At 21:00 Adi picked us up on his scooter. Bazza was too tired to accept Adi’s offer of going to his office, the headquarters of the Batam Pos, the local newspaper, to use the free Internet. He took the key off Adi and walked home while I spent the next three hours sussing out a couch in Malaysia and Bangkok.
That night Adi had me share his bed with Baz while he slept on the floor.
In the morning, he disappeared and returned at lunch with three KFC meals. Instead of fries, it came with rice.
“Awesome,” Baz said as we munched away watching ‘So You Think You Can Dance’ on the Singaporean channel.
That night, we rode three on Adi’s scooter with Baz driving, leading us to a night market where vendors were selling everything from electronic goods including knock-off iPhones and Galaxies, to backpacks and used clothes, fish and toys. We ate at a restaurant up the road, packing away a jumbo-sized Bakso Baso meatball soup.
From the night market, Adi directed Baz to take us to a dance studio where, it turns out, he is a formidable traditional Indonesian dancer. We played around with the costumes, the girls there dressing Baz and I up, having quite the laugh.
Just past midnight we rode back to Adi’s house where I beat Baz in rock-paper-scissors to sleep in the bed while he blew up his air mattress and took the floor.
The next day Adi had a meeting at his office so Baz and I walked to the Mega Mall, looking for a gift for our generous host. I had noticed that his powerboard was slightly on the house-fire hazard side of life while Baz had seen that Adi lacked a mirror. We purchased both items and meet Adi by the road and headed off for lunch at a Warung in his village.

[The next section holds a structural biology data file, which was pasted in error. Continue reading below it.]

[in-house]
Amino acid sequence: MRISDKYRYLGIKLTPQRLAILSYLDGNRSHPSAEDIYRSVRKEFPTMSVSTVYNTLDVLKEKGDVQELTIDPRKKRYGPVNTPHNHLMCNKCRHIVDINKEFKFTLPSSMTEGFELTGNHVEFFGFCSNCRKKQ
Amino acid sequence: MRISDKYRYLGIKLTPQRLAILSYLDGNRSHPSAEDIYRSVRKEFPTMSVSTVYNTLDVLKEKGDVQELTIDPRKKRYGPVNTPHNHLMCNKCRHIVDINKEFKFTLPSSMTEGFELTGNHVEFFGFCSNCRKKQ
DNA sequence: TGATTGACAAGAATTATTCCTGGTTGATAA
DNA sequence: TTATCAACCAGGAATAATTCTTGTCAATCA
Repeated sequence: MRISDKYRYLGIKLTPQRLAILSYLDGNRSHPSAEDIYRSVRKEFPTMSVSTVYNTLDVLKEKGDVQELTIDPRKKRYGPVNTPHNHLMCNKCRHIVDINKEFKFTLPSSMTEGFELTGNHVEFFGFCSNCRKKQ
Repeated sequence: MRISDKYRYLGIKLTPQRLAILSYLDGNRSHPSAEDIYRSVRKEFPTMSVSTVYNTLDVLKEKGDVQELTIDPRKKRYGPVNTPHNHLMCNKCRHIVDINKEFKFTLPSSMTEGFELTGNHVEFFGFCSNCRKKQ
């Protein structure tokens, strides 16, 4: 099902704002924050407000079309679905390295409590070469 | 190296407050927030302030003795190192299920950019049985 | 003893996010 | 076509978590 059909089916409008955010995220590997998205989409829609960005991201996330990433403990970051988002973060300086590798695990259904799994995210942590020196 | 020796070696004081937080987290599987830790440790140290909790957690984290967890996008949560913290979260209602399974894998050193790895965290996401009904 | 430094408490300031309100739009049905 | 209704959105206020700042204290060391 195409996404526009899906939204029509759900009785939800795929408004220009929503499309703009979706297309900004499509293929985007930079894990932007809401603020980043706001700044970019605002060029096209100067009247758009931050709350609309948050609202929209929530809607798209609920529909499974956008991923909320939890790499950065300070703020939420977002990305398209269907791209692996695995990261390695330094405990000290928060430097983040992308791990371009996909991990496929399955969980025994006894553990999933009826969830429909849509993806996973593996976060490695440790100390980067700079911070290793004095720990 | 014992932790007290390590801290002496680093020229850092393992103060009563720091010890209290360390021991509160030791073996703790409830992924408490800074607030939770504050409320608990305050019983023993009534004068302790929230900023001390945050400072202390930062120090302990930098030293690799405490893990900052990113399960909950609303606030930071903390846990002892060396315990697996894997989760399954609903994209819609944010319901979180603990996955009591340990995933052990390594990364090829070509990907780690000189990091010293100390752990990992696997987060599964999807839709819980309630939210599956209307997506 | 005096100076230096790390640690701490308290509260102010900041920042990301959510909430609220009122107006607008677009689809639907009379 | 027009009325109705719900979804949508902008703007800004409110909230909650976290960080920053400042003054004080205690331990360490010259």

At 13:00 we walked with all our gear back to the Mega Mall with Adi escorting on his bike to show us the way to the ferry terminal to Singapore.
We were $8 short on the fare which, again, Adi was generous enough to cover. We hugged him farewell and passed through immigration, getting our passports stamped, me with my third country and Baz with his fifth.
At 15:00 we boarded the ferry which, for the first time since arriving in Indonesia, departed right on its scheduled 15:10 departure time. It took just an hour to reach Singapore and after passing through customs, we entered a large shopping mall. Without anywhere to place our bags we bee-lined it to the Apple store to use the Internet to contact Lee, our host who was getting married in a week.
We headed downstairs to sample some mooncakes from the stalls partaking in some Chinese festival.
“This is durian,” said the woman presenting Baz with a toothpick-sized portion.
Durian is a fruit that smells like a cat had taken a shit on top of elephant dung, then a dog had come by, ate it, shat it out and the sun baked it for three days.
Baz shoved it in my mouth.
“Oh, god,” I winced, forcing myself to swallow.
“How is it?” the lady asked.
It’s hard to respond when one dry-wretches. Baz cracked up.
The next stall had the vendors guessing how much our packs weighed. They each in turned crumbled under the weight of Bazza’s pack as they tried it on. We found a coffee place that had wifi. Bazz shouted a long black and ordered a cappuccino and after telling our story we were upgraded to the large mugs.
A large mug was enough to keep an elephant awake for a week.
We played online before Lee arrived to take us back to his home – in Malaysia.
And then the storm hit. Lightening flashed across the dark sky as thunder bellowed around us while Lee carefully navigated his small car towards the border with Malaysia. The skies opened up and the rain became a waterfall, the road a roaring river.
It was the first huge rains that we had seen since we both started our journey some months ago.
Lee lives in the small Pontian District. He bought us dinner and showed his home.
“You will stay here,” he explained. “I will go sleep at my parent’s house.”
So we had an entire house to ourselves. It was just on midnight but having induced enough coffee to make a sloth be a formidable opponent against Usian Bolt, we watched The Avengers – which, turns out, is a 3-hour movie.